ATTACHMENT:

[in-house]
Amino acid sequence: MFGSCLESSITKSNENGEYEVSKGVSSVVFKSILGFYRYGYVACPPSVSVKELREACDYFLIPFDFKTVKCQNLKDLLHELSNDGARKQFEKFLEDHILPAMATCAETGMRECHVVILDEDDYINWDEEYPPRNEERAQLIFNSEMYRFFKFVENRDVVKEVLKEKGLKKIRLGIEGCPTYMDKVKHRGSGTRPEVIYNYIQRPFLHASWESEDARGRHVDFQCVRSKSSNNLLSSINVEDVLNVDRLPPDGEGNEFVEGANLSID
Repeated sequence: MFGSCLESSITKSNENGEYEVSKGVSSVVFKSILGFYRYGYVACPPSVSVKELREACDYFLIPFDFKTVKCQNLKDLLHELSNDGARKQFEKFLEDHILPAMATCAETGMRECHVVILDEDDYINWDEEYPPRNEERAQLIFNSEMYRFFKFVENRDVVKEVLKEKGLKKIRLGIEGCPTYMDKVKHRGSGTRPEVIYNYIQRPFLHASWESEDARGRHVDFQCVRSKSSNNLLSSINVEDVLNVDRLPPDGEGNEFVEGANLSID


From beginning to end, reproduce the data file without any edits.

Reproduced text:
[in-house]
Amino acid sequence: MFGSCLESSITKSNENGEYEVSKGVSSVVFKSILGFYRYGYVACPPSVSVKELREACDYFLIPFDFKTVKCQNLKDLLHELSNDGARKQFEKFLEDHILPAMATCAETGMRECHVVILDEDDYINWDEEYPPRNEERAQLIFNSEMYRFFKFVENRDVVKEVLKEKGLKKIRLGIEGCPTYMDKVKHRGSGTRPEVIYNYIQRPFLHASWESEDARGRHVDFQCVRSKSSNNLLSSINVEDVLNVDRLPPDGEGNEFVEGANLSID
Repeated sequence: MFGSCLESSITKSNENGEYEVSKGVSSVVFKSILGFYRYGYVACPPSVSVKELREACDYFLIPFDFKTVKCQNLKDLLHELSNDGARKQFEKFLEDHILPAMATCAETGMRECHVVILDEDDYINWDEEYPPRNEERAQLIFNSEMYRFFKFVENRDVVKEVLKEKGLKKIRLGIEGCPTYMDKVKHRGSGTRPEVIYNYIQRPFLHASWESEDARGRHVDFQCVRSKSSNNLLSSINVEDVLNVDRLPPDGEGNEFVEGANLSID